Where is the stock market heading in the future?
One of the best answers I have ever heard to this question came from a colleague on television.
When asked for a stock market prediction, he replied, "It'll go up until it stops. Then it'll go down."
That's the most honest answer I've heard, because it's draped in a cloud of uncertainty.
By my measure, positive momentum returned to the market on Tuesday. But that could be very short-lived.
Although there is good reason to track bullish ETFs and growth stocks, any return could be temporary. There is an incredible amount of uncertainty given the market's detachment from current economic readings.
That said, here are some things to keep an eye on moving forward.
What's Driving Stock Market Predictions
The market has been fueled by the generosity of the U.S. Federal Reserve since its March lows.
The Fed has made it clear that it will do whatever it takes to keep the economy afloat. Interest rates will remain near zero until at least 2023, according to the Fed's latest reports.
That's going to be good for the stock market, in theory. Low interest rates force money into the markets and raise valuation levels.
As the old saying goes, don't fight the Fed.
There are also a few bullish signals from the S&P 500 currently.
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In the short run, I would not be surprised to see a rally after last week's selling pressure. The S&P 500 remains above the 200-day moving average, so the long-term technical picture is still bullish.
We appear to be bouncing off the 50-day moving average, which has served as price support this week. That is also bullish.
If the S&P 500 moves back above the 20-day MA at 3427, we could see another move to all-time highs.
It's pretty much the same picture for the Nasdaq Composite. The tech-heavy index is bouncing off the 50-day this week and appears headed toward another breakout above the 20-day MA of 11,363.
However, as I noted, a lot can change in a flash. If you are trading the indexes, you'd better use tight stops. I think the market is still underpricing the possibility that we see a Democratic sweep of Congress and the White House, followed by the nuking of the filibuster. Such a political shift would fuel the elimination of tax cuts and lower valuations by a solid chunk.
But I'm still uncertain how to even measure the exuberance of this market rally against anything that would be considered normal. We have more volatility right now than in what we used to call "normal markets." Robinhood has added over 23 million new accounts this year. Many of these accounts are new to the stock market and treat trading like a video game.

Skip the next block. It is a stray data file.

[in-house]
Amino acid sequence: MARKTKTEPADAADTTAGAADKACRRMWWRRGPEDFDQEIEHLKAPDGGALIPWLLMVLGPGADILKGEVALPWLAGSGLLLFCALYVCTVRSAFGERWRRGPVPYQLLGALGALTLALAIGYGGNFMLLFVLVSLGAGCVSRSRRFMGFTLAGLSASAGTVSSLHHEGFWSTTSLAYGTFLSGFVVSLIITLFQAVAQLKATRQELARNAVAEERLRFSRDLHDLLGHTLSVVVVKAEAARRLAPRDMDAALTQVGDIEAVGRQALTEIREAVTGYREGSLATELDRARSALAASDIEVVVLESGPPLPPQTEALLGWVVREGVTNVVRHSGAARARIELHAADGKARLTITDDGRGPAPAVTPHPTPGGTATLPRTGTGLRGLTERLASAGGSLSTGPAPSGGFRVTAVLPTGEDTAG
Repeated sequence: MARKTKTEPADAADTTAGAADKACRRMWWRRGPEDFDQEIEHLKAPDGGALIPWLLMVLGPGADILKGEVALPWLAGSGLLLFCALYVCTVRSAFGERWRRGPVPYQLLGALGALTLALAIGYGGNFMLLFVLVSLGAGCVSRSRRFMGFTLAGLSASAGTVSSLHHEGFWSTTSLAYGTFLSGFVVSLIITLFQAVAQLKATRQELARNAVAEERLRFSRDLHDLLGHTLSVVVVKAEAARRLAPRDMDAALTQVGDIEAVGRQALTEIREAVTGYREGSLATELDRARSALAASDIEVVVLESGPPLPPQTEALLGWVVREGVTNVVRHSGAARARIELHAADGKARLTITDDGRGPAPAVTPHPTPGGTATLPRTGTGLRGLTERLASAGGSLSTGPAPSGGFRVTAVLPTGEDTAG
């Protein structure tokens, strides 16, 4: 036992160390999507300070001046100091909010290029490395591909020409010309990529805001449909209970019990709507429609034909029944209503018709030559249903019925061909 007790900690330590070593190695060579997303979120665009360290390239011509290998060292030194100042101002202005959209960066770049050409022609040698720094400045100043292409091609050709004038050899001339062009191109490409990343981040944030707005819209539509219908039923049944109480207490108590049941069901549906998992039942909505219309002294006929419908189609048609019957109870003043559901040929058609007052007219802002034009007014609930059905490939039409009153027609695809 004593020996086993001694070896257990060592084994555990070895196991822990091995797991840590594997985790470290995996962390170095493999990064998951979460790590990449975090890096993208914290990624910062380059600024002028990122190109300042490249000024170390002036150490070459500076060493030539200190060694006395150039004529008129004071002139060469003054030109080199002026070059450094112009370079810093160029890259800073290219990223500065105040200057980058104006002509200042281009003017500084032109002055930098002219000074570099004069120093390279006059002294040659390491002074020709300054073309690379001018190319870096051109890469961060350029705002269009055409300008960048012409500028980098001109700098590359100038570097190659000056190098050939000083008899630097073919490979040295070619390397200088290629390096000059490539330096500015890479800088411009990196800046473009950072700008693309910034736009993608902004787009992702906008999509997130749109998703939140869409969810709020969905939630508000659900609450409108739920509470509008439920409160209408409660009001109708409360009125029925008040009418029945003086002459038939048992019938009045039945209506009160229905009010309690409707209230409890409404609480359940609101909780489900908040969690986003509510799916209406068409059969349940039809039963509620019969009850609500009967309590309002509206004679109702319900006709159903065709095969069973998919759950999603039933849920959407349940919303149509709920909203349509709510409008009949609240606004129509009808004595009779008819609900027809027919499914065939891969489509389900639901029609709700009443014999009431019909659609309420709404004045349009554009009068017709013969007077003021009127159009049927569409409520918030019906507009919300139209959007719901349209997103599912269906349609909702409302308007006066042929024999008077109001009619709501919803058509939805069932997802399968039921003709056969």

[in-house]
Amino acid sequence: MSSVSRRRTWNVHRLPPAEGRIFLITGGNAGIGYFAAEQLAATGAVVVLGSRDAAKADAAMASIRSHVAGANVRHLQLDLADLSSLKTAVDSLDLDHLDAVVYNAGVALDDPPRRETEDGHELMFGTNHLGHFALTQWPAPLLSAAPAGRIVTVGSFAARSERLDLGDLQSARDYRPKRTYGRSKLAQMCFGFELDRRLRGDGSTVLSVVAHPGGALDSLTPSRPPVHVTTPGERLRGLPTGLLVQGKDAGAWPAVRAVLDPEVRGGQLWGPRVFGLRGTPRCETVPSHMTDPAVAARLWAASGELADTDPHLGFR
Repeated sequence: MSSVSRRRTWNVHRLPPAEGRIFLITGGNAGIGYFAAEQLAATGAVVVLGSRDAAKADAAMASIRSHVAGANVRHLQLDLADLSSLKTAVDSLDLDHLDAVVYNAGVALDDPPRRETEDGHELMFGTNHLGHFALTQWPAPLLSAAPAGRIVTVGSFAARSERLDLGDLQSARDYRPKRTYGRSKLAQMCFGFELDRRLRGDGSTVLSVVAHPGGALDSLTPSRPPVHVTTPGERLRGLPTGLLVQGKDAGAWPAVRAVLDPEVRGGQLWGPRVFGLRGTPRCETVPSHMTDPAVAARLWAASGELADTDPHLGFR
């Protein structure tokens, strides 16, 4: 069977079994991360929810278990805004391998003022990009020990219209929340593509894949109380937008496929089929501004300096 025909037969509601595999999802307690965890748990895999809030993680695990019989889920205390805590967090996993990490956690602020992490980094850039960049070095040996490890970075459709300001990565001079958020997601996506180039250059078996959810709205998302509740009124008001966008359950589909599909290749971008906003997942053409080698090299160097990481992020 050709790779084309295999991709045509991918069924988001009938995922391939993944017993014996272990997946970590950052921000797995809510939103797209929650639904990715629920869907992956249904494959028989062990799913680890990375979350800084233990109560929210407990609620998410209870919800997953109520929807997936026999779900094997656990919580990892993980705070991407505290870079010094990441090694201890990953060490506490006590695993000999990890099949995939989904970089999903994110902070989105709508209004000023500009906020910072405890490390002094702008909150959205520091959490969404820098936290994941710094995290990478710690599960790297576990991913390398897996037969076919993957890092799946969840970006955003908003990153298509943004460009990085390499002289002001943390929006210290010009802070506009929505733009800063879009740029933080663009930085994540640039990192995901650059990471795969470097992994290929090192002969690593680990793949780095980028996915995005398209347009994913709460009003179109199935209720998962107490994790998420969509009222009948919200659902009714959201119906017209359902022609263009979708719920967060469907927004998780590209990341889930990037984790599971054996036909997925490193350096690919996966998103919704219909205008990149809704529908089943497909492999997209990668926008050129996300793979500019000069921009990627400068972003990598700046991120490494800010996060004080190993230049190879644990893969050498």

One person trading a few hundred dollars of a stock can't move prices around.
But 13 million with $1,000 would-be Wall Street gunslingers can push prices all over the place...
Irrational Trading in Irrational Markets
We saw the power of the small and uninformed in June when shares of bankrupt and worthless Hertz Global Holdings Inc. (NYSE: HTZ) surged 500% thanks to a horde of small speculators piling into the stock.
The video game trades have added an element of uncertainty that makes even reliable technical and fundamental indicators a little less reliable right now.
We also need to realize that, in some of the more popular tech stocks, valuations are approaching 1999 levels.
Zoom Video Communications Inc. (NASDAQ: ZM) is a wonderful company and has made our lives a lot easier since the pandemic arrived. Without the higher bandwidth levels that made video conferencing possible, we would have seen a lot more businesses fold in the last six months.
Zoom and other video conferencing apps may have helped us avoid a depression.
Does that mean it is worth 80 times sales and 515 times earnings?
Probably not. There is no massive barrier to entry for other established tech companies to be in the video conferencing business. And historically, companies trading at those levels face a reckoning with a reset.
We could repeat this thought exercise for the most popular tech stocks and reach similar conclusions.
At some point, the market will reset valuations. That could involve some painful selling.
We also have to keep in mind that the virus is playing an enormous role in the stock market's future performance. If we get a vaccine, the world can get back to business as usual.
That should be good news for stock price.
If we see a second wave of coronavirus cases in the winter and there is no vaccine, that could be horrible for the stock market.
Israel had to close its economy last week due to new wave of coronavirus infections. Its stock market plunged in the weeks leading up to the closure as investors reacted to the climbing number of cases.
We could see something similar in the United States if we have a second wave.
In the short term, the technical picture is bullish for now.
Given all the uncertainty that exists, that can change quickly.
The conclusion is the honest one: Stocks will go up... until they stop. Then they will go down.
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About the Author
Garrett Baldwin is a globally recognized research economist, financial writer, consultant, and political risk analyst with decades of trading experience and degrees in economics, cybersecurity, and business from Johns Hopkins, Purdue, Indiana University, and Northwestern.